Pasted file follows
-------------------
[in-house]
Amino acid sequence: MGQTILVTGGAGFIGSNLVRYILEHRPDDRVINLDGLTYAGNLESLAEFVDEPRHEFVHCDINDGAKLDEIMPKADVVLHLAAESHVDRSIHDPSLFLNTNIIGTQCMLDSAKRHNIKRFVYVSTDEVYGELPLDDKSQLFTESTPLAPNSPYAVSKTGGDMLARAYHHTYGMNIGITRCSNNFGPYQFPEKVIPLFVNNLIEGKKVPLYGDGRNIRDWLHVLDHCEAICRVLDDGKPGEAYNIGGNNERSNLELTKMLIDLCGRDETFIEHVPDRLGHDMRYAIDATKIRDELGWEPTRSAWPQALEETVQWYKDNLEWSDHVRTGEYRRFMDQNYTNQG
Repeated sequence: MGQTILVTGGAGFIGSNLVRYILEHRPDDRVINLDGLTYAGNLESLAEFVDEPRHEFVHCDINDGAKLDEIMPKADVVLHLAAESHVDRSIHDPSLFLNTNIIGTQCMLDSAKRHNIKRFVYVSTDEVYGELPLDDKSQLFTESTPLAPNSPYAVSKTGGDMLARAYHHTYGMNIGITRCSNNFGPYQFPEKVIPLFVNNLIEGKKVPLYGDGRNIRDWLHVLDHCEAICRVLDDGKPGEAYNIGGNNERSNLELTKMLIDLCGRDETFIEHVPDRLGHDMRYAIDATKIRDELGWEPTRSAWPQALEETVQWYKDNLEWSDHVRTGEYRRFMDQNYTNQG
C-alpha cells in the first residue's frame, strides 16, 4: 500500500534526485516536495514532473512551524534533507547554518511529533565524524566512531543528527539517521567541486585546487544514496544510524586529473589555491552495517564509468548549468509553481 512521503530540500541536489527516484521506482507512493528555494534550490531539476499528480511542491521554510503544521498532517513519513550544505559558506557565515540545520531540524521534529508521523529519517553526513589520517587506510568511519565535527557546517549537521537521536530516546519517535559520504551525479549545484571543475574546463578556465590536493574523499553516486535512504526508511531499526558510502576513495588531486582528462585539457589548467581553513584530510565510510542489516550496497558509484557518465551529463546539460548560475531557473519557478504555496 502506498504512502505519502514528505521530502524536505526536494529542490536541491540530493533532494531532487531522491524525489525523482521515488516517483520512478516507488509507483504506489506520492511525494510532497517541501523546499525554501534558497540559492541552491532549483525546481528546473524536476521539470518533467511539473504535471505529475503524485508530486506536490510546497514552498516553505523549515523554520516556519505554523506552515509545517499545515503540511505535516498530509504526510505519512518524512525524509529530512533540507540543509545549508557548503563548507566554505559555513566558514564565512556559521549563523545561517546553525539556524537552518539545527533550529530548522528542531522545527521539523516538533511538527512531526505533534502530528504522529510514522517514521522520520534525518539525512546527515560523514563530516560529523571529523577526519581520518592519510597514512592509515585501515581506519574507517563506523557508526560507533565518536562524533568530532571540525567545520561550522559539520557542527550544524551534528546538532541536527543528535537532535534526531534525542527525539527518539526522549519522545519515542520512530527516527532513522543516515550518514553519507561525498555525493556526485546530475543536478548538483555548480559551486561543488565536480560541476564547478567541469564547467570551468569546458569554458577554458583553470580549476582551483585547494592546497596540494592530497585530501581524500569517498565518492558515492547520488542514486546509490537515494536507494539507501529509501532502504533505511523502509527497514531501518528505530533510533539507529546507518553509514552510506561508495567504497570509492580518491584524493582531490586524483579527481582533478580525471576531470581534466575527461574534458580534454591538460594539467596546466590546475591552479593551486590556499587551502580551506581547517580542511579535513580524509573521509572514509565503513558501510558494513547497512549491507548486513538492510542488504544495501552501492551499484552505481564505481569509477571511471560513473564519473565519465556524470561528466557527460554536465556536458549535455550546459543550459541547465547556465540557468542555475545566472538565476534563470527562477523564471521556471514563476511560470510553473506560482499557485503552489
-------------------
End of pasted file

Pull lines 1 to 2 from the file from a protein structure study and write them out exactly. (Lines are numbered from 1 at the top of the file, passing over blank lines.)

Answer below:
[in-house]
Amino acid sequence: MGQTILVTGGAGFIGSNLVRYILEHRPDDRVINLDGLTYAGNLESLAEFVDEPRHEFVHCDINDGAKLDEIMPKADVVLHLAAESHVDRSIHDPSLFLNTNIIGTQCMLDSAKRHNIKRFVYVSTDEVYGELPLDDKSQLFTESTPLAPNSPYAVSKTGGDMLARAYHHTYGMNIGITRCSNNFGPYQFPEKVIPLFVNNLIEGKKVPLYGDGRNIRDWLHVLDHCEAICRVLDDGKPGEAYNIGGNNERSNLELTKMLIDLCGRDETFIEHVPDRLGHDMRYAIDATKIRDELGWEPTRSAWPQALEETVQWYKDNLEWSDHVRTGEYRRFMDQNYTNQG